Normal joints contain only a small amount of clear, straw-colored synovial fluid.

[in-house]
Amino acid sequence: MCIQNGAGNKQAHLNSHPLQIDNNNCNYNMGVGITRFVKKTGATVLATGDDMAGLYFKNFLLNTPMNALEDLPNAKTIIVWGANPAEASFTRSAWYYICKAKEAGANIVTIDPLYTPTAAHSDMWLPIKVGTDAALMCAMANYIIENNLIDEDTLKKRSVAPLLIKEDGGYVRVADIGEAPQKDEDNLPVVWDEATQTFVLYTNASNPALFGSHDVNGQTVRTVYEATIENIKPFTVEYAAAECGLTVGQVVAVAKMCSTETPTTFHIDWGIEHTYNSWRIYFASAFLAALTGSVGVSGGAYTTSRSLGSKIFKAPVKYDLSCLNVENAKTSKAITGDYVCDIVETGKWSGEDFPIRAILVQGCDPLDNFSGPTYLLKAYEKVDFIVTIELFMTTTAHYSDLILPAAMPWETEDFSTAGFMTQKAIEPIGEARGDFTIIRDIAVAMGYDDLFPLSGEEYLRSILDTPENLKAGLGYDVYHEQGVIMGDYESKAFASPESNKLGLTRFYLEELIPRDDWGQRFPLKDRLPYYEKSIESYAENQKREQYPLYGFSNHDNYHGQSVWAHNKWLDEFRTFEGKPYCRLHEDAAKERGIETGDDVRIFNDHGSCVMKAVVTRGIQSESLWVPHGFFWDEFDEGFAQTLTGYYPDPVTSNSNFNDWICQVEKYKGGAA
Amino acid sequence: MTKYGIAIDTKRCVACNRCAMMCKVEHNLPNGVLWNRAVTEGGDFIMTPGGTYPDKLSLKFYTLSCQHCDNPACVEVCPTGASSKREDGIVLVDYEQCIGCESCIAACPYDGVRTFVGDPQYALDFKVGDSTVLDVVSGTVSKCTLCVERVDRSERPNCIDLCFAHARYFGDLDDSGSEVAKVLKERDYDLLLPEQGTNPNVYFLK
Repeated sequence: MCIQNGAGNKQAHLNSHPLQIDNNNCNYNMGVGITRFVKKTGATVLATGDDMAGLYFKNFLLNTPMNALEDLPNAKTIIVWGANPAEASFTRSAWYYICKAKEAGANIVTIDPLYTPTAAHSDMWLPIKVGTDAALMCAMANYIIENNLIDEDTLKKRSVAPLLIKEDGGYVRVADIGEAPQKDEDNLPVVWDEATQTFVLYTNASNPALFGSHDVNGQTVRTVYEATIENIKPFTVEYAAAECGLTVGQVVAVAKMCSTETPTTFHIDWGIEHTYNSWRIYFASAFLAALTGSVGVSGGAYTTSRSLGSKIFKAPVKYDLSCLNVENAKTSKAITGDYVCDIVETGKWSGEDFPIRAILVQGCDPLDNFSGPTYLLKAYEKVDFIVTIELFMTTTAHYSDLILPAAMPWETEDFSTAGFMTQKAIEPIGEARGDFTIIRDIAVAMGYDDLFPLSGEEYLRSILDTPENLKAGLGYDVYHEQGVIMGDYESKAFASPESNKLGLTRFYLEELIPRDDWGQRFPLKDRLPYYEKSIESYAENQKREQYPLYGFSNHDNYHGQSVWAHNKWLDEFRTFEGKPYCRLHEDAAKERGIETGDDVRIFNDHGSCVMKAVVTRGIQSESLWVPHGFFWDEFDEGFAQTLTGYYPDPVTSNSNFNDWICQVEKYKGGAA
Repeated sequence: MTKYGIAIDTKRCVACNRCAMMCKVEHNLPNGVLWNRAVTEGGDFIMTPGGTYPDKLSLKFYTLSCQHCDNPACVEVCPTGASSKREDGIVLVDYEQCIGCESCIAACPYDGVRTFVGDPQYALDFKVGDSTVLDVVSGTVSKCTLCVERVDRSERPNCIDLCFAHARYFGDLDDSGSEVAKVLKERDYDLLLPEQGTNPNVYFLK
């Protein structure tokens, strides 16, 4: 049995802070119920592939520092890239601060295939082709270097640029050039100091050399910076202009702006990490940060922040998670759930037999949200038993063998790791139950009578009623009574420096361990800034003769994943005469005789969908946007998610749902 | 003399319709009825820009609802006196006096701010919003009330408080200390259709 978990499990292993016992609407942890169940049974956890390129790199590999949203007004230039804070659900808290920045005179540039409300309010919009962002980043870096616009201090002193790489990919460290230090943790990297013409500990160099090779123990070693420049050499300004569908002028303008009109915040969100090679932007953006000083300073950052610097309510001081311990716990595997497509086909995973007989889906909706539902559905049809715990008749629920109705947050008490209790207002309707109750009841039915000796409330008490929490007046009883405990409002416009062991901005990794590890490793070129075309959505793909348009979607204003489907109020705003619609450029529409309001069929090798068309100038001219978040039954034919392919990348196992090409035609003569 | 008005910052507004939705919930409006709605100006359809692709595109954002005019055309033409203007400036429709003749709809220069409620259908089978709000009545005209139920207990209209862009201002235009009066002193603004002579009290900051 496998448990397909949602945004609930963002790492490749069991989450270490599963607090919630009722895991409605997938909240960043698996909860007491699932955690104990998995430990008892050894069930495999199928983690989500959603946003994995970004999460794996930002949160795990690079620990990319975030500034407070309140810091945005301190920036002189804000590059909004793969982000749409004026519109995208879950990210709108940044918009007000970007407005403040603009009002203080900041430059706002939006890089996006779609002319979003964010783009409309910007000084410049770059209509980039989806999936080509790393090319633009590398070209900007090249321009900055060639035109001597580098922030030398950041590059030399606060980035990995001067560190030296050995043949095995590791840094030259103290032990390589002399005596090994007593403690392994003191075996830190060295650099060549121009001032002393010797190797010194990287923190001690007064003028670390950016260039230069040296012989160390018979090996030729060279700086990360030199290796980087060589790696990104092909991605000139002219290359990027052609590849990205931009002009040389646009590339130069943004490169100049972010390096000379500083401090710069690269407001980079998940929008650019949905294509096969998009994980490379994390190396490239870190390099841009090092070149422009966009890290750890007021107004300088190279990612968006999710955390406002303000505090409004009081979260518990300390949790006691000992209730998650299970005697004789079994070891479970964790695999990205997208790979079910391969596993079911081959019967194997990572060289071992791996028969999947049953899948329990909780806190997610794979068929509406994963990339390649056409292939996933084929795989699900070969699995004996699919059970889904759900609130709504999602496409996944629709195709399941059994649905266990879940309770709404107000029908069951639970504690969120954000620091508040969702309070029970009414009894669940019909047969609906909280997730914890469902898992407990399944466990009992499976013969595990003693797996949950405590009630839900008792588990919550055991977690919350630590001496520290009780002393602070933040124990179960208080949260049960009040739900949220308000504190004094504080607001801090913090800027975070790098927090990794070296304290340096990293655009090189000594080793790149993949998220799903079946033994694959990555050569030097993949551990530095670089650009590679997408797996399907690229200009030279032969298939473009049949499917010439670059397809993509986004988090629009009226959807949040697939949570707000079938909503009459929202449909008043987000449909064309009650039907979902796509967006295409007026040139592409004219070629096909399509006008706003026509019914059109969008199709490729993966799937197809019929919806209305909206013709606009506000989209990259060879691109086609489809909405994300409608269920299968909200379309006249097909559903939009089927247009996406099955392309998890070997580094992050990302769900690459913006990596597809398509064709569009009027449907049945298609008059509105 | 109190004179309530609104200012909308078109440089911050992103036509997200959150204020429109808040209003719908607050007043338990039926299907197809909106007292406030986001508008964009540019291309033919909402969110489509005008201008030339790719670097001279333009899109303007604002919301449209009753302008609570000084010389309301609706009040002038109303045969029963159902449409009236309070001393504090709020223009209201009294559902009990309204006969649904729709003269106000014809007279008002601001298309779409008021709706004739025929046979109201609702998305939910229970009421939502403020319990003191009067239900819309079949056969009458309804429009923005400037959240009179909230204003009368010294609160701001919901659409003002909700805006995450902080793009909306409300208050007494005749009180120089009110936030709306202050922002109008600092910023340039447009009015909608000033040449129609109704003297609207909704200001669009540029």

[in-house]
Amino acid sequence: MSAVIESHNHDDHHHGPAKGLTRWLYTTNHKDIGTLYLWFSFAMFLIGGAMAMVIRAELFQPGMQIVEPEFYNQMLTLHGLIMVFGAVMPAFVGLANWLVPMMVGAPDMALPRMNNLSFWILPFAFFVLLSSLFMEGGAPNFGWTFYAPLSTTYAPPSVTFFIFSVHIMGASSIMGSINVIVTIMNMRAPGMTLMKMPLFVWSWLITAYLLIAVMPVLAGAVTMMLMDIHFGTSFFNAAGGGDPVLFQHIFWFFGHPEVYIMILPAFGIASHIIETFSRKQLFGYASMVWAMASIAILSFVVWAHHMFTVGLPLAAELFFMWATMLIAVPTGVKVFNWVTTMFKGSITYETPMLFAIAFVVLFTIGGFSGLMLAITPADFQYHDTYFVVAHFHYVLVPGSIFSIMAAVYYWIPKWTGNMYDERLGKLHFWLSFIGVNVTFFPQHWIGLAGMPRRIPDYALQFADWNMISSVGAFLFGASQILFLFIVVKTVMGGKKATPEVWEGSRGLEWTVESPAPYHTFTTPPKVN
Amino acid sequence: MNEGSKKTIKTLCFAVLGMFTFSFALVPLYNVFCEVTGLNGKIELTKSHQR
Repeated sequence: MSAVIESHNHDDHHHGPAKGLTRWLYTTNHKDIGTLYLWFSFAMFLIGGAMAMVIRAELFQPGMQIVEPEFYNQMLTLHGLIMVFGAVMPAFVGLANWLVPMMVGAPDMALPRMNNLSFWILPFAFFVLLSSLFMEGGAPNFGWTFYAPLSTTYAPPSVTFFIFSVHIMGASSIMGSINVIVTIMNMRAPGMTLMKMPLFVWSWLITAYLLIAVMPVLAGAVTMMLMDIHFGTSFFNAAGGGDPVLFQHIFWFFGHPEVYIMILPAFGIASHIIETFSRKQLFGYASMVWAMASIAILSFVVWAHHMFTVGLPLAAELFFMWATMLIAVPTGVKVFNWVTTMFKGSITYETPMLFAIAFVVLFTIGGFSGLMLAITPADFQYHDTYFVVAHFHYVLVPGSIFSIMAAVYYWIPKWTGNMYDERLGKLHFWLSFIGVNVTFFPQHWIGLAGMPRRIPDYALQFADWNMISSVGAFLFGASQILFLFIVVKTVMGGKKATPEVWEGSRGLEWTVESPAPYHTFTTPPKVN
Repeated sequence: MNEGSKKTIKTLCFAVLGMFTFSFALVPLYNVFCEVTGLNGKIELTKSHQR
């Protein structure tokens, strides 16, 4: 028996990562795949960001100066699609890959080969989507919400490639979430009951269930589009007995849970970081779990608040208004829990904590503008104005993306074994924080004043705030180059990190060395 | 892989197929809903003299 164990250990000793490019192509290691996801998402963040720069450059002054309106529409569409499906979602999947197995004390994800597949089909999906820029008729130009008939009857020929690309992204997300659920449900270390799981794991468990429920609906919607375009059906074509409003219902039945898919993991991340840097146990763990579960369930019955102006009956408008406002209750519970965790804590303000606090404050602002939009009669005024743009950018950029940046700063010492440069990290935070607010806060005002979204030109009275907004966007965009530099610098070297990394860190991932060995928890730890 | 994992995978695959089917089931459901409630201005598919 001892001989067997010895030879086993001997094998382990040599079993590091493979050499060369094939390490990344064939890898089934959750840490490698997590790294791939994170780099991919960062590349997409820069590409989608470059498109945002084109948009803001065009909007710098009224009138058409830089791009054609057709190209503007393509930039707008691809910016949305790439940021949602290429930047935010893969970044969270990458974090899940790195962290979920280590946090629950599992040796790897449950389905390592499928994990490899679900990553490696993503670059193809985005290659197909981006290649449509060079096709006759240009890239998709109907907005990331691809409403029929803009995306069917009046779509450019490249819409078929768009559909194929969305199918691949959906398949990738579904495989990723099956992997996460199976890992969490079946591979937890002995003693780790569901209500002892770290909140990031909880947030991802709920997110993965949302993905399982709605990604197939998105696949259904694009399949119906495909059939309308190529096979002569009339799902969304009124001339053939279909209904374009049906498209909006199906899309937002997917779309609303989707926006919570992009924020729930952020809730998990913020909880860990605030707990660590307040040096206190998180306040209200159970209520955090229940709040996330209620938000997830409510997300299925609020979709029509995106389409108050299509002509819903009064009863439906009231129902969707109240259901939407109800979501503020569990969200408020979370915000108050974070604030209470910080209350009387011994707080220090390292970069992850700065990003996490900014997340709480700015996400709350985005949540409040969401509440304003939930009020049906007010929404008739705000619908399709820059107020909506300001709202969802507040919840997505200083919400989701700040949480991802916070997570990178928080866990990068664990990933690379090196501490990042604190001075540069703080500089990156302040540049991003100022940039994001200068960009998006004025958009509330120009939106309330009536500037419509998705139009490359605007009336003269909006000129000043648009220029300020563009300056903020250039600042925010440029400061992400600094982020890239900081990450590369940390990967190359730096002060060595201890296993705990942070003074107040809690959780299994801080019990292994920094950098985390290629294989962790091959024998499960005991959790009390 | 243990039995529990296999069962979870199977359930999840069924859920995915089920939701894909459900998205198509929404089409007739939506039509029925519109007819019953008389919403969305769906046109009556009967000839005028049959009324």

For example, the adult knee normally contains only 2 mL. The fluid is formed by the filtration of capillary plasma through a sieve of hyaluronate molecules. Most small molecules pass from the subsynovial capillaries through the synovium by diffusion. The concentration of electrolytes and glucose in nondiseased synovial fluid is the same as in plasma. Because synovial fluid is created by filtration, it contains proteins in concentrations that are inversely proportional to their molecular weight. Large molecules such as α-2-macroglobulin and immunoglobulins are virtually excluded. Fibrinogen is also excluded; therefore, synovial fluid will not clot. Normal synovial fluid also contains very few white blood cells and virtually no neutrophils. The viscosity of synovial fluid parallels the concentration of hyaluronic acid. Normal synovial fluid has a high concentration of hyaluronate and therefore high viscosity.